Bactria-Margiana Alabaster Goblet

SKU LO.842
Circa

2000 BC to 1500 BC

Dimensions

6.75″ (17.1cm) high x 4.9″ (12.4cm) wide

Medium

Alabaster

Origin

Central Asia

Gallery Location

UK


 

This piece pertains to an ancient culture referred to both as the Bactria-Margiana Archaeological Complex (BCAM) or as the Oxus Civilisation. The Bactria-Margiana culture spread across an area encompassing the modern nations of Turkmenistan, Tajikistan, Uzbekistan and Northern Afghanistan. Flourishing between about 2100 and 1700 BC, it was contemporary with the European Bronze Age, and was characterised by monumental architecture, social complexity and extremely distinctive cultural artefacts that vanish from the record a few centuries after they first appear. Pictographs on seals have been argued to indicate an independently-developed writing system.

It was one of many economic and social entities in the vicinity, and was a powerful country due to the exceptional fertility and wealth of its agricultural lands. This in turn gave rise to a complex and multifaceted set of societies with specialist craftsmen who produced luxury materials such as this for the ruling and aristocratic elites. Trade appears to have been important, as Bactrian artefacts appear all over the Persian Gulf as well as in the Iranian Plateau and the Indus Valley. For this reason, the area was fought over from deep prehistory until the Mediaeval period, by the armies of Asia Minor, Greece (Macedonia), India and the Arab States, amongst others.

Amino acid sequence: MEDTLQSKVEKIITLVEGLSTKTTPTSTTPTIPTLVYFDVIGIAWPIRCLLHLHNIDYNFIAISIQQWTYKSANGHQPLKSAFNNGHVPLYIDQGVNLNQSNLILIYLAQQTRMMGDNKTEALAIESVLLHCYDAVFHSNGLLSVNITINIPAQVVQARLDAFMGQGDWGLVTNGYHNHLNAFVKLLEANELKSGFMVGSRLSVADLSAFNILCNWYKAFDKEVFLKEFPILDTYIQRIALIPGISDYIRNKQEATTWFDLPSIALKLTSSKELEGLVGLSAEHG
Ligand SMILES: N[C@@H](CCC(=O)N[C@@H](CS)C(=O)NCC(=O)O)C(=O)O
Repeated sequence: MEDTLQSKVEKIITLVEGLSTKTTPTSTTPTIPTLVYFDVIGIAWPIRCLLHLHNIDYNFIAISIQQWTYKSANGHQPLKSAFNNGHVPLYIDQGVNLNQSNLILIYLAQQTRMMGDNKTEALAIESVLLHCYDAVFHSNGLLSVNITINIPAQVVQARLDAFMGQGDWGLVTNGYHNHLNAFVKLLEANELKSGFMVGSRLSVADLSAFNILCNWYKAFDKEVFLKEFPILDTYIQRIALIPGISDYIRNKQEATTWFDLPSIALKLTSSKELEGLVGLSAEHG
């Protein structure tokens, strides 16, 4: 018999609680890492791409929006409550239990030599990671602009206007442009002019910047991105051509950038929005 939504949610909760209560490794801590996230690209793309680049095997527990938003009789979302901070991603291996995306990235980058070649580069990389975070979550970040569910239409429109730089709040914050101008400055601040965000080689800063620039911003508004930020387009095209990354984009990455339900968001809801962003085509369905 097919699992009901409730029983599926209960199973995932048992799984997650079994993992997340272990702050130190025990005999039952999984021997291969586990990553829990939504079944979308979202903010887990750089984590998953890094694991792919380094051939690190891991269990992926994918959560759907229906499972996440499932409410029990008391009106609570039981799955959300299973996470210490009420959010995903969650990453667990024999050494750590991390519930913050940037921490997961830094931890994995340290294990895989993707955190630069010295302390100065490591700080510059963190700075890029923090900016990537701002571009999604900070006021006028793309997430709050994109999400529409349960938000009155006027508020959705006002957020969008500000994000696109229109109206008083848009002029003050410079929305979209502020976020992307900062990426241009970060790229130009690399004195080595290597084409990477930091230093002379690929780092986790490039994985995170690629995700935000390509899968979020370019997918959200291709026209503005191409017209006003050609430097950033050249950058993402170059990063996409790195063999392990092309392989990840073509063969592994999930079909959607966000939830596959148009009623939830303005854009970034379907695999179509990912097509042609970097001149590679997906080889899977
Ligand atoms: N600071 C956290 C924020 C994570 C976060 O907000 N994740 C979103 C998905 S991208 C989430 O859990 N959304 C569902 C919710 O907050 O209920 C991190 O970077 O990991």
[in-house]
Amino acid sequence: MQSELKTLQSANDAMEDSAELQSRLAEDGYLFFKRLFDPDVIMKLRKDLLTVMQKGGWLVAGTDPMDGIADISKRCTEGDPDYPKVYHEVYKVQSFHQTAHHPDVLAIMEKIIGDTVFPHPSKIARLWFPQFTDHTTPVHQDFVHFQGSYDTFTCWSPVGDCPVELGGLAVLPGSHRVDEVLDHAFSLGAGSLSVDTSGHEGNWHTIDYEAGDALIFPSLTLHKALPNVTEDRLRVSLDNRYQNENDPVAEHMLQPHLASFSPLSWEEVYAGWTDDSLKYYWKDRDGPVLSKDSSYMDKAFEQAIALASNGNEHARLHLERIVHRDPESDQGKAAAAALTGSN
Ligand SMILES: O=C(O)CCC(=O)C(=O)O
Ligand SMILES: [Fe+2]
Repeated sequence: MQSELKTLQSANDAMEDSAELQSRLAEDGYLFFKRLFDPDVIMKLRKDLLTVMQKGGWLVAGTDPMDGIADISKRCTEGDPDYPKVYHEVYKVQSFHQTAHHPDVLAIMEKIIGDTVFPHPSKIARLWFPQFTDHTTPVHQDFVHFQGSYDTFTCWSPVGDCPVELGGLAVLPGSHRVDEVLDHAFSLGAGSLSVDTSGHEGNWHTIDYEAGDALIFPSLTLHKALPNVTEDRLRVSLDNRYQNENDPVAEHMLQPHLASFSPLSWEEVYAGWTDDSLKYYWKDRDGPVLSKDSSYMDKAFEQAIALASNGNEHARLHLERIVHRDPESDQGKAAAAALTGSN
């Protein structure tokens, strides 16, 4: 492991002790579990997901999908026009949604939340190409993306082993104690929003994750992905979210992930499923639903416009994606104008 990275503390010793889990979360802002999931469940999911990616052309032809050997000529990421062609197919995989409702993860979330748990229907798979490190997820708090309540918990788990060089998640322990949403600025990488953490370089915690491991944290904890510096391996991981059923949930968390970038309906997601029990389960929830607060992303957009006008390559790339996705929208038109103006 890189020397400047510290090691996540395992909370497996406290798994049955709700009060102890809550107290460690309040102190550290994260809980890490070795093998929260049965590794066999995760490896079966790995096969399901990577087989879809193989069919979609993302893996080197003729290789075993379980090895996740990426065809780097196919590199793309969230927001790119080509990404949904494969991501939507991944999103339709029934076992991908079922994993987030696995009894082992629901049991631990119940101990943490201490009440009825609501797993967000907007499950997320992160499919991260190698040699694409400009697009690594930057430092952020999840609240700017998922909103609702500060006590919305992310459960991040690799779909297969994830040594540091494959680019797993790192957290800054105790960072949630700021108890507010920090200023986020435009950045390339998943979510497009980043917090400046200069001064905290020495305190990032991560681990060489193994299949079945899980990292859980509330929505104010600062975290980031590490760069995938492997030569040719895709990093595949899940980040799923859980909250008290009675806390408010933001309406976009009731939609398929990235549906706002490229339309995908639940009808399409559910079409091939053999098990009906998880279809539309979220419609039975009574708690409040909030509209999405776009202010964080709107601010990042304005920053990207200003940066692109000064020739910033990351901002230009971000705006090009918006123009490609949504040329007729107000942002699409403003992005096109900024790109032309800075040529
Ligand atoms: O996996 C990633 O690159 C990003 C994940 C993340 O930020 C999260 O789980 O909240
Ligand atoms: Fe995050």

Through local stone carvers inhabiting the regions of Margiana and Bactria experienced no shortage in material; the main raw material was soft steatite or a dark soapstone, but also various kinds of marble and white-veined alabaster. The main source for these stones, including semi- precious lapis-lazuli, was in Bactria, at Badakhshan in north-western Afghanistan, which provided material not only for the Bactrian and Margian carvers but also farther to the west into Mesopotamia, for the Assyrian kings. White- veined alabaster was indeed used for varied vessels, including small vases with disproportionately long stems and low capacity, such as the one here illustrated.

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